P. R. Pernil
- 2 cups orange juice, divided
- 2 teaspoons white vinegar
- 3 tablespoons olive oil
- 10 garlic cloves, minced
- 1 teaspoon cayenne pepper
- 1 teaspoon dried oregano
- 1 teaspoon ground cumin
- 1 teaspoon ancho chili powder
- 1/2 teaspoon freshly cracked black pepper
- 1 1/2 teaspoons salt, divided
- 1 (8 to 9-pound) picnic-cut, bone-in pork shoulder
- Water, as needed
In a large bowl, combine 1/4 cup of the orange juice with the vinegar, olive oil, garlic, cayenne pepper, oregano, cumin, ancho chili powder, black pepper and 1 teaspoon of the salt to form a paste. Set aside.
Wash the pork shoulder and pat the meat dry with a paper towel.
Put the shoulder, fat side up, on a cutting board. Leaving the fat in a single piece and attached at 1 end, use a knife to remove the layer of fat from the shoulder, opening it like a book to reveal the meat. Then, use the knife to poke 1-inch deep holes into the meat on all sides. Rub the spice paste around the shoulder, working it into the punctures. Return the fat back to its original position. Score the fat with diagonal cuts and sprinkle the remaining salt over both sides of fat. Wrap the shoulder tightly in plastic wrap and refrigerate it for 8 hours or overnight.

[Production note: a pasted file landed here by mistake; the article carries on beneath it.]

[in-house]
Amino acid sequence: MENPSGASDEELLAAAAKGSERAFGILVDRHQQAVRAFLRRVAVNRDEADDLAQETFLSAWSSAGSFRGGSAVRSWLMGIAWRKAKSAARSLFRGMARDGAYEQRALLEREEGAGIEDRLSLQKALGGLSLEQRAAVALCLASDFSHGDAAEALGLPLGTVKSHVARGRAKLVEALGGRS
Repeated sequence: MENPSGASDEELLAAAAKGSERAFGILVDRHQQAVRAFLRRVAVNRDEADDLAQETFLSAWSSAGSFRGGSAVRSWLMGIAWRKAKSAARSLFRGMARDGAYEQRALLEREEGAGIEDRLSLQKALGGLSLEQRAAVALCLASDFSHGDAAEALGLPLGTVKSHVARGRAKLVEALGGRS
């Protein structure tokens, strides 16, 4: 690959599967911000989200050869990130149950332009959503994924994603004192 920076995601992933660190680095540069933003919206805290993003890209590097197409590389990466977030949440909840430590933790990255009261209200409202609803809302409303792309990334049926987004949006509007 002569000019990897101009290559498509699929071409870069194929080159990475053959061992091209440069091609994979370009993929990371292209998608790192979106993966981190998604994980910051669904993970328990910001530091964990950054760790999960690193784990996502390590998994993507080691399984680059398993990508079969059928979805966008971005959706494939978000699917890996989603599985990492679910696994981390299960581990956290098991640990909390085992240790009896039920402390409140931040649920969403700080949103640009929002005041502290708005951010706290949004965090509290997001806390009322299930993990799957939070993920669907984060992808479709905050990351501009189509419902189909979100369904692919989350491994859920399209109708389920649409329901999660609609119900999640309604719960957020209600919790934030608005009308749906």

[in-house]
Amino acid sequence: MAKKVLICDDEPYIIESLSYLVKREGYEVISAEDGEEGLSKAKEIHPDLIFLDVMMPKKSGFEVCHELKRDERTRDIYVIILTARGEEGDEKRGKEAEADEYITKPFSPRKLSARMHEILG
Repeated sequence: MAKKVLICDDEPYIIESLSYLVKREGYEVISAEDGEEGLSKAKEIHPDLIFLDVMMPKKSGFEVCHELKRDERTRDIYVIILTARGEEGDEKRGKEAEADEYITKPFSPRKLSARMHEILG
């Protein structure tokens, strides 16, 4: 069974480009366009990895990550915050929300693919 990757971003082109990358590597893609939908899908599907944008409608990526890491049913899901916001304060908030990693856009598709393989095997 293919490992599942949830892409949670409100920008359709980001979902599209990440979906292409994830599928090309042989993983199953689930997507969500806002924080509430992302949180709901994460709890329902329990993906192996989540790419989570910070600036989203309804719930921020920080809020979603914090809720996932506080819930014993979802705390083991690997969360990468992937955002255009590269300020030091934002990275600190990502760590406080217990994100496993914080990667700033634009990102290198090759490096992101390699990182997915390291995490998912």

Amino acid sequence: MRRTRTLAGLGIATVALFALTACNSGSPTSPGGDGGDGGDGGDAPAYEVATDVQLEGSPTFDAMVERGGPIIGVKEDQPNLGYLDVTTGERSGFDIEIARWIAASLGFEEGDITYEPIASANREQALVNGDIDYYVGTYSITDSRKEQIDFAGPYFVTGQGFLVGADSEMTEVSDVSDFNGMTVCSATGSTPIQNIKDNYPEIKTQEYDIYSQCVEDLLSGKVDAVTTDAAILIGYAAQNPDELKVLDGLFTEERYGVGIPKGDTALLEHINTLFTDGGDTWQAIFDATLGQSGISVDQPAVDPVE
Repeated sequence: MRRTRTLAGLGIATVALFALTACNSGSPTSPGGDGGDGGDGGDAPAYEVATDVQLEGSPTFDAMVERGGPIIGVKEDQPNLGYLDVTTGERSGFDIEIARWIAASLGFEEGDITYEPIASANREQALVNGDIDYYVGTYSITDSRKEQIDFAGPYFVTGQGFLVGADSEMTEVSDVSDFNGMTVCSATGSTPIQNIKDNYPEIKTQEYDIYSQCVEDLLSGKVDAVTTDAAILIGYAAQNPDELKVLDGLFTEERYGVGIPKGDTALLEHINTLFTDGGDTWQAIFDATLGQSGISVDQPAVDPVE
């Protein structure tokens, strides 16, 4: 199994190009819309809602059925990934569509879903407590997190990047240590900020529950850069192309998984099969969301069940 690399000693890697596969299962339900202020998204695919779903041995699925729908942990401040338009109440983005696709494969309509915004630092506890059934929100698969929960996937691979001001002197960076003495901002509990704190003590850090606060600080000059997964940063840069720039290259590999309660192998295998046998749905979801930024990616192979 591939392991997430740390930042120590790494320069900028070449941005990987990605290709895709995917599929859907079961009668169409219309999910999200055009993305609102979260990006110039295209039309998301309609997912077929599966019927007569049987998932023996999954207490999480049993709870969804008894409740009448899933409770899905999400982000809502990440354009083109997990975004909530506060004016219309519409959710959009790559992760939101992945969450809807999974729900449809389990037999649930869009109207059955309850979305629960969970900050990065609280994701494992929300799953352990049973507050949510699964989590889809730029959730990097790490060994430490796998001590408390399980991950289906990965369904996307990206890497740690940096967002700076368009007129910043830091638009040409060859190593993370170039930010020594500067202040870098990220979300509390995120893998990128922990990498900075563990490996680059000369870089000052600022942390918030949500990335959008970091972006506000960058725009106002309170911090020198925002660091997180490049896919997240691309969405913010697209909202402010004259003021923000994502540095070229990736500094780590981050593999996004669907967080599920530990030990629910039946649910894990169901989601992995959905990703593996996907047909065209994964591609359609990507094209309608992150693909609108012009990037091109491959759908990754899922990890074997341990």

Remove the pork from the refrigerator 1 hour before you start cooking.
Preheat the oven to 400 degrees F.
Pour the remaining orange juice into a roasting pan. Unwrap the pork from the plastic and put it in the pan, fat side up. Roast, uncovered, for 30 minutes, then lower the oven temperature to 300 degrees F. Roast for 3 hours and 45 minutes longer. If the orange juice dries up during the cooking process, add in more juice or water. Serve when the internal temperature of the pork reaches 185 degrees F on an instant-read thermometer. The meat should pull away with the prick of a fork and the skin is crispy. Remove the meat from the oven to a cutting board and let rest for 20 minutes, under a tent of aluminum foil, before serving. Slice the meat, arrange it on a serving platter and serve.
Recipe courtesy Sunny Anderson, 2009
Recipe courtesy of Claire Robinson